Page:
purpose ? For the purpose of discrediting a man whose record in this country has belied the injurious meaning from the earliest days when he took his seat in this House down to the present, and will continue to do so as long as he may hold a seat in this House-God grant that it may be for many years to come ! an hon. gentleman, I say, who has had perhaps move than any other public man in this country a true and just conception of, and has displayed a tenacious adherence to, the two great foundation principles, two of the greatest foundation principles upon which the noble fabric of our civilization is based. One of those great cardinal principles is the principle of local self-government, the right of every portion of the kingdom of Great Britain and Ireland and of every colony of the empire, to exercise a practical sovereignty in the management of its local affairs. That is one great principle which lies at the base of our British system. If there be any that is greater than that, it is the ascendancy of the civil over the military authority, the absolute and unquestioned subordination of military functionaries to the civil authority of the state as administered by a government responsible to the houses of parliament. Those, I say, are the two great basic principles of our English polity and the polity which ye inherit from England, both of which are opposed by this Dundonald campaign, one of them implicitly and the other explicitly and emphatically. ' Better, I say, that every British nobleman should withhold from us the light of his lordly countenance for evermore than that we should forfeit one iota of our rights of local self-govdtnment or abate one particle of the authority of this Canadian parliament to administer the affairs of this Dominion. Furthermore, Mr. Speaker, proud as we may be, thrill as our hearts may well thrill in contemplation of the achievements of our soldiers and sailors in all periods of our history and in all portions of the globe, better I say again that the name of every one of them from Henry of Aglncourt to Roberts of Kandahar should be blotted from the page of our history and perish from the memory of mankind than that we should abate one jot or one tittle of the principle which subordinates every military authority in this Dominion, high or humble, nobleman, gentleman or yeoman, to the people of Canada as represented in the parliament of this country.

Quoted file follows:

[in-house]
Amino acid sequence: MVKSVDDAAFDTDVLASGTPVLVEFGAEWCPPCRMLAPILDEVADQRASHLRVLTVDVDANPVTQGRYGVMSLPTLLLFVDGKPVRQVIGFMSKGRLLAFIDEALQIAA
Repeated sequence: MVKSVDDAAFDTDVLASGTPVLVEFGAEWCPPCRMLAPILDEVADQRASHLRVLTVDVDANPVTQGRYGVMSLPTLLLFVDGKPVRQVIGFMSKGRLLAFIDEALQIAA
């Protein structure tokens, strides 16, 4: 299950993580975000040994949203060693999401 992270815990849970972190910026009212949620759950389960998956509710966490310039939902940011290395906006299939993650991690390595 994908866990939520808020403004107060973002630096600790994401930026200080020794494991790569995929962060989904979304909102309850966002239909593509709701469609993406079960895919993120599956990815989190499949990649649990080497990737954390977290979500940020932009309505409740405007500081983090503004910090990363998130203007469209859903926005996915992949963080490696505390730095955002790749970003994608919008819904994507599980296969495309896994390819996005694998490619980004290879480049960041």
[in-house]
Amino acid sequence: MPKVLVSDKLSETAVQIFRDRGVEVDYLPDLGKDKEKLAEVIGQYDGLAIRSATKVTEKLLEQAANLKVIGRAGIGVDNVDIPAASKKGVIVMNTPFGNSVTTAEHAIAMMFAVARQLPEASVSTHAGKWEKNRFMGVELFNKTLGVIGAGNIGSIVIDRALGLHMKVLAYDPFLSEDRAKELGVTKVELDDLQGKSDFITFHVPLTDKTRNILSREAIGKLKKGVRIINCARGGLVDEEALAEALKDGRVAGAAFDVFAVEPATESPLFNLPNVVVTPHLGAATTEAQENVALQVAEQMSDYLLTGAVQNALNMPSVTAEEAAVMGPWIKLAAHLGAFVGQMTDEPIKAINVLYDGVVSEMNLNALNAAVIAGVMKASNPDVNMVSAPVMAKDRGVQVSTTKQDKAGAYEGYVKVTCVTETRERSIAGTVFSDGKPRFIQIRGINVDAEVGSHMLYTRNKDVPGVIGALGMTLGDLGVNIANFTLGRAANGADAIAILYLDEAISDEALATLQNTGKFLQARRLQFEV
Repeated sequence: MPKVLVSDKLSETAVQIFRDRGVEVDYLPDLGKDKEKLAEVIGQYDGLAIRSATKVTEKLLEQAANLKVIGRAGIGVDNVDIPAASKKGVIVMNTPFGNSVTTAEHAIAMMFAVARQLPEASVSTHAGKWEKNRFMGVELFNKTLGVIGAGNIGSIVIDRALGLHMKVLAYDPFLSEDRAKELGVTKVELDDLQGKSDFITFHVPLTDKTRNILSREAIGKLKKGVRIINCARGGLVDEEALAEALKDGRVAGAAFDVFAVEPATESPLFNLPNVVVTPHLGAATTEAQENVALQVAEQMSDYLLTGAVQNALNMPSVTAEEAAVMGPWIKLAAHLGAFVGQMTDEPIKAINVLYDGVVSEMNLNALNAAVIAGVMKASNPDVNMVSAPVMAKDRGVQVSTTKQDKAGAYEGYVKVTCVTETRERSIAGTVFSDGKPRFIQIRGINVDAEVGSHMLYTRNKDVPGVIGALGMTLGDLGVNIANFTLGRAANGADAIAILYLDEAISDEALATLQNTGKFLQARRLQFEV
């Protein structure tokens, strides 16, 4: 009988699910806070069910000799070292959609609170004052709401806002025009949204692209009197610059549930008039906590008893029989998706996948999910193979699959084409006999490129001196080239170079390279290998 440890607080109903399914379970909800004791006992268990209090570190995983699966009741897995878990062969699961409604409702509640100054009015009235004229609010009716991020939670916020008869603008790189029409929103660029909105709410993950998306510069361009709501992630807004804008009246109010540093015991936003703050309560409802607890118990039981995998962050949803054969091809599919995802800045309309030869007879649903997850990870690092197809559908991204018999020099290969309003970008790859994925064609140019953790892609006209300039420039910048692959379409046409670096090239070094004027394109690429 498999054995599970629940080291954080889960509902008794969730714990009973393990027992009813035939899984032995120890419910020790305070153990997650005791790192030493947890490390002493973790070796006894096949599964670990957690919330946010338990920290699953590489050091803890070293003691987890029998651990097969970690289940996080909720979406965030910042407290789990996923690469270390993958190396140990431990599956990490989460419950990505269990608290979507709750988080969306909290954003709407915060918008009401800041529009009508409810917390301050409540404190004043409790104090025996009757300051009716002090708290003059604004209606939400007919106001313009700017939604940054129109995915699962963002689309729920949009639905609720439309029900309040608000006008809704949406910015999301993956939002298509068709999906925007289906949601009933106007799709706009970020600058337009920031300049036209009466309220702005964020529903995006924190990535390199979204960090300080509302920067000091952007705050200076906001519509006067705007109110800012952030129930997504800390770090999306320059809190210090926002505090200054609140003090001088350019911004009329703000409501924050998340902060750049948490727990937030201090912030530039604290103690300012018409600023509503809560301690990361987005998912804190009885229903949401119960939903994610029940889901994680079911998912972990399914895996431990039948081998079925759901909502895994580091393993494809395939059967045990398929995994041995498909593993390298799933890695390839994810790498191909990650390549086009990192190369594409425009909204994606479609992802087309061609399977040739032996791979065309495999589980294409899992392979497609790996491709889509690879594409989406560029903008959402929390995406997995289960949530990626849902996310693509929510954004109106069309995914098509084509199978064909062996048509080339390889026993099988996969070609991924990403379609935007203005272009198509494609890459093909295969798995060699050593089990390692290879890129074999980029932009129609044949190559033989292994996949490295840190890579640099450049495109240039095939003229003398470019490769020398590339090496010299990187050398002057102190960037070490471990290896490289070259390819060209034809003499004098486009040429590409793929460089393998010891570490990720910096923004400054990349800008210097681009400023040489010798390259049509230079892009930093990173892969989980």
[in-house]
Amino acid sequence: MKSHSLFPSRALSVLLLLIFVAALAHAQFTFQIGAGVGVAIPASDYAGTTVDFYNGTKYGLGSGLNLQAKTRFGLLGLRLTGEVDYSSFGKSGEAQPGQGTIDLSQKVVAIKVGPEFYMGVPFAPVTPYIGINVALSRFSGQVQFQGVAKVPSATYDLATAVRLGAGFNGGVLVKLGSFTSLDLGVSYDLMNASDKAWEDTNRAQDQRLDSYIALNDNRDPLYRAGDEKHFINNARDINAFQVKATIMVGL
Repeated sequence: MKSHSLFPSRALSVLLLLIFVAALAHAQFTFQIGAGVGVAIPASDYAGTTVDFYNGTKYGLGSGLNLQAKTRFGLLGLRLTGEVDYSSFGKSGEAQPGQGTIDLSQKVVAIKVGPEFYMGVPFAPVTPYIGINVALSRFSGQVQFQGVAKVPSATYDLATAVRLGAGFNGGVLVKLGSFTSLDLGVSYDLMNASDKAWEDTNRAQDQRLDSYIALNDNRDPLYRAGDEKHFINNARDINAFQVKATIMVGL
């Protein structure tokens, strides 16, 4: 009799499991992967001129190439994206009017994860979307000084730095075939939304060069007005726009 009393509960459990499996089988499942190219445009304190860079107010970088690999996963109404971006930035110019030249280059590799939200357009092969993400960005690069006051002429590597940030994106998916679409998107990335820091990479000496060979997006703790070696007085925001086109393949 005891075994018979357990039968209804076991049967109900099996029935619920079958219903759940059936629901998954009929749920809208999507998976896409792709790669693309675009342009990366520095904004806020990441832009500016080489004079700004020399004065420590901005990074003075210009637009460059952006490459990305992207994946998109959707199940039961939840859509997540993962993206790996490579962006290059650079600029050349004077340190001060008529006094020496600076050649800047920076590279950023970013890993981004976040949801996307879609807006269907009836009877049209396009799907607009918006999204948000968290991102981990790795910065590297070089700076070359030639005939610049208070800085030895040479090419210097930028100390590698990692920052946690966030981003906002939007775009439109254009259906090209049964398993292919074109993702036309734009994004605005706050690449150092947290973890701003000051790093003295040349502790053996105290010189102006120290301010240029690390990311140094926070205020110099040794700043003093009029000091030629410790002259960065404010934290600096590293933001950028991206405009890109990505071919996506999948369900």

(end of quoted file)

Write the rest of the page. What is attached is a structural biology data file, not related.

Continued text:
Mi-. JABEL ROBINSON (West Elgin). I am not sure who is to blame for bringing about this great discussion that has been going on now for two days. Although I have listened attentively to every speaker and have read all I could about it, I am not sure I say whether it is the Minister of Agriculture who is responsible for this deplorable discussion. If it is the Minister